France pays $ 10 billion to take full control of EDF

PARIS, July 19 (Reuters) – The French government offers to pay 9.7 billion euros ($ 9.85 billion) to take full control of EDF (EDF.PA), in a buyout deal that gives it free rein to operate Europe’s largest nuclear power operator as it struggles with an energy crisis that covers the entire continent.

The Ministry of Finance said in a statement on Tuesday that the government will offer EDF̵[ads1]7;s minority shareholders 12 euros per share, a premium of 53% at the closing price on July 5, the day before the government announced its intention to fully nationalize the debt group. .

EDF shares, which resumed trading on Tuesday after a week-long suspension pending details of the government’s acquisition plan, had jumped 15% to 11.80 euros by 0836 GMT.

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The state already owns 84% ​​of EDF, which has been persecuted by unplanned shutdowns in the nuclear fleet, delays and cost overruns in the construction of new reactors, and power ceilings imposed by the government to shield households from high electricity prices.

The war in Ukraine has exacerbated the crisis in the group, forcing it to buy electricity on the market at historically high prices and sell it at cheaper levels to competitors.

France has said that EDF’s nationalization will increase the security of its energy reserves while Europe struggles to find alternatives to Russian gas supplies.

Rising prices have put pressure on energy suppliers across Europe, and earlier this month Germany moved to rescue Uniper, Russia’s largest importer. read more

France, which normally exports electricity at this time of year, is currently importing from Spain, Switzerland, Germany and the United Kingdom, and the supply crisis is likely to worsen this winter. read more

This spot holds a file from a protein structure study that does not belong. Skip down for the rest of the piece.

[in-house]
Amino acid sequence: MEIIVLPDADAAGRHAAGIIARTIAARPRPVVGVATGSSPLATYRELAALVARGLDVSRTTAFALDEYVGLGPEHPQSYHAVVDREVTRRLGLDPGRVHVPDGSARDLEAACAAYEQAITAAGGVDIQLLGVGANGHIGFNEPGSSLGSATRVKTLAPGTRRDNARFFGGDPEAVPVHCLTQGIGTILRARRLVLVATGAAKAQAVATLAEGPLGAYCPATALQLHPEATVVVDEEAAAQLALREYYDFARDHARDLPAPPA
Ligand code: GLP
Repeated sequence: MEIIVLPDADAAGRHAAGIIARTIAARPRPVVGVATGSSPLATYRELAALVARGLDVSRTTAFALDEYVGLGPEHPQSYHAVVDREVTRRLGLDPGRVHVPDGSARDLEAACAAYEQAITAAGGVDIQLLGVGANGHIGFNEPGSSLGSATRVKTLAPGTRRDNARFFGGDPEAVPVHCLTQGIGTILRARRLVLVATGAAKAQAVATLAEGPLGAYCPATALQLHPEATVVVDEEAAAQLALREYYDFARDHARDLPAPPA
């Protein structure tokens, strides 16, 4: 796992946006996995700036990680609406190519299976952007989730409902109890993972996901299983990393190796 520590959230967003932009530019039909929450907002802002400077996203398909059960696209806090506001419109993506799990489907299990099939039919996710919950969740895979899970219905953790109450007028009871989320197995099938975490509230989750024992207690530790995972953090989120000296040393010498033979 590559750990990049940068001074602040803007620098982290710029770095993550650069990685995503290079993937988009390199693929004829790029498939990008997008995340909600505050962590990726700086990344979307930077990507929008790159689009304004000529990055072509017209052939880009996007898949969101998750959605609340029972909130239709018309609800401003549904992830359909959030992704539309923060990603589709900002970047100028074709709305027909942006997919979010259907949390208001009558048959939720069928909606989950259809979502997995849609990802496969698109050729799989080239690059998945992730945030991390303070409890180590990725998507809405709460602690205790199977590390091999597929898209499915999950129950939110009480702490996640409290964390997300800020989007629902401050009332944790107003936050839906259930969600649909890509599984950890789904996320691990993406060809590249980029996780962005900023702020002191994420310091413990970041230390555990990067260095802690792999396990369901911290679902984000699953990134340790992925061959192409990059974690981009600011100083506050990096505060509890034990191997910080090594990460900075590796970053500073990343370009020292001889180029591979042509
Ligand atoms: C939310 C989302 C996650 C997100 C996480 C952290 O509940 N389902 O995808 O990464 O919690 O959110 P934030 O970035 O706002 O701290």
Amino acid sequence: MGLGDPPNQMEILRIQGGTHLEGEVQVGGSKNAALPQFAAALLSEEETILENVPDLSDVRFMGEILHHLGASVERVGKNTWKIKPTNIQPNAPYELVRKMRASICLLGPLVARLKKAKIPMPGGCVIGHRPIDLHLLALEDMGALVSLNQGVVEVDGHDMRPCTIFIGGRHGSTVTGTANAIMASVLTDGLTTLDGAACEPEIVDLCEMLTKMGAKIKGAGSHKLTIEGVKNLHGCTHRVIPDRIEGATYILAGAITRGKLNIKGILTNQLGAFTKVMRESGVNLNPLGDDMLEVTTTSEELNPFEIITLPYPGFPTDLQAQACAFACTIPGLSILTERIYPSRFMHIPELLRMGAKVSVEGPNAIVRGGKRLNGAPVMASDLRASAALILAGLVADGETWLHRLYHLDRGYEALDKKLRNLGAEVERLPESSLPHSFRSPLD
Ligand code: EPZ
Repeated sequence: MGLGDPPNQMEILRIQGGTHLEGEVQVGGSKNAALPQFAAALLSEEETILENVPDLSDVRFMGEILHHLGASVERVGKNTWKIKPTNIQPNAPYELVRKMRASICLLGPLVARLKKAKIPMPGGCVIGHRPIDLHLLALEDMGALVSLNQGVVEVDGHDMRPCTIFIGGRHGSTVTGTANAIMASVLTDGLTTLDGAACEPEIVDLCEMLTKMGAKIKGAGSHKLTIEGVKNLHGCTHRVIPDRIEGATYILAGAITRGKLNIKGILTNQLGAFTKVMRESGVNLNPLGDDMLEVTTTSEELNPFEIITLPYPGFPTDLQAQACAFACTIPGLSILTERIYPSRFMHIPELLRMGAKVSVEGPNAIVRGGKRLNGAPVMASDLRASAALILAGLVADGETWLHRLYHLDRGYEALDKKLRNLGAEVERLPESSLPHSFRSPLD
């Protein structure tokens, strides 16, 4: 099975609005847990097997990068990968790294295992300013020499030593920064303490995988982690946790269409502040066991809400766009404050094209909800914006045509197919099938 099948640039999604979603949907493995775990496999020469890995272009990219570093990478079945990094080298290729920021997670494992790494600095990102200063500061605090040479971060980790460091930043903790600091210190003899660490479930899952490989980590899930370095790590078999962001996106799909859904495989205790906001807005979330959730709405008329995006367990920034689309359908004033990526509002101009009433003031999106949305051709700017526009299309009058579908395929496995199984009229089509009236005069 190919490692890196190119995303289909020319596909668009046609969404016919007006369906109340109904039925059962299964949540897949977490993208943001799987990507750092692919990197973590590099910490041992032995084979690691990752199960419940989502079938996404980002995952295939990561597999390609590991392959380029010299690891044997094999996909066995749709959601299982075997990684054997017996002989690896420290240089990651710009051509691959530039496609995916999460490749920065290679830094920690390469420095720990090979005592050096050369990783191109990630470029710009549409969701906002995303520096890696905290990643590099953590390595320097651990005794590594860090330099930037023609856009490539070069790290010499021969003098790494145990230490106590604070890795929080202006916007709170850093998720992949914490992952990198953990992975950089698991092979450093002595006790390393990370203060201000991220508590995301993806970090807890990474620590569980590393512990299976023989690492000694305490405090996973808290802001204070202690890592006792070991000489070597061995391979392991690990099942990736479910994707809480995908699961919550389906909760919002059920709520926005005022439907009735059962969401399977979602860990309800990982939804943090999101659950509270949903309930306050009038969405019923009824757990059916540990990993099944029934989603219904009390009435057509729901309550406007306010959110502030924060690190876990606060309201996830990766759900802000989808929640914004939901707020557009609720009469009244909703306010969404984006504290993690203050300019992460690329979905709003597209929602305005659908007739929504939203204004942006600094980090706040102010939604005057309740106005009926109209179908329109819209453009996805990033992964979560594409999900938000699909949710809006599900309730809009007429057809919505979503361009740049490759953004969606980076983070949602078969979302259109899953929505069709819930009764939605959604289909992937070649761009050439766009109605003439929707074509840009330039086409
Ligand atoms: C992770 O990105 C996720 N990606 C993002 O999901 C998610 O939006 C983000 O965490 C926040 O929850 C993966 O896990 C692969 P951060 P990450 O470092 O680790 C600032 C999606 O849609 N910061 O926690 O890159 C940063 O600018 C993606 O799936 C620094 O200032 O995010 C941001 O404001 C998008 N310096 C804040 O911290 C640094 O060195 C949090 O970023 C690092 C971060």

“Nationalization is ultimately the only way to save the company and secure electricity production,” says Ingo Speich, head of sustainability and corporate governance at Deka Investment, which has a small stake in EDF. “This is a bitter but necessary step.”

With the rating agency S&P estimating that EDF’s debt could reach close to 100 billion euros this year, a bondholder in the group said that the proposed acquisition was a welcome signal of support from the government.

However, much more had to be done to stabilize the balance sheet, the bondholder added.

A banker with knowledge of the case said that the state, which gave most of a capital increase of 3 billion euros to EDF during the spring, will probably have to add more money soon.

EDF was listed on the Paris Stock Exchange in 2005 at 33 euros per share, so investors who bought the share then would have a large loss.

Analysts nevertheless noted that the government only needs to acquire 90% ownership of EDF in order to remove it from listing.

“We think the offer looks attractive and has a high probability of success,” said Citi analyst Piotr Dzieciolowski in a note.

The takeover bid will be sent to the Norwegian Stock Exchange Authority by the beginning of September. The French government aims to complete the process of removing the group by the end of October, said a source from the Ministry of Finance.

Sources told Reuters last week that the government would pay close to 10 billion euros to buy the 16% of EDF it did not already own, once taking into account outstanding bonds and a premium for minority shareholders.

($ 1 = 0.9846 euros)

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Further reporting by Dominique Vidalon, Elizabeth Pineau and Julien Ponthus in Paris, Carolyn Cohn in London; Author by Silvia Aloisi; Edited by Jan Harvey

Our standards: Thomson Reuters Trust Principles.

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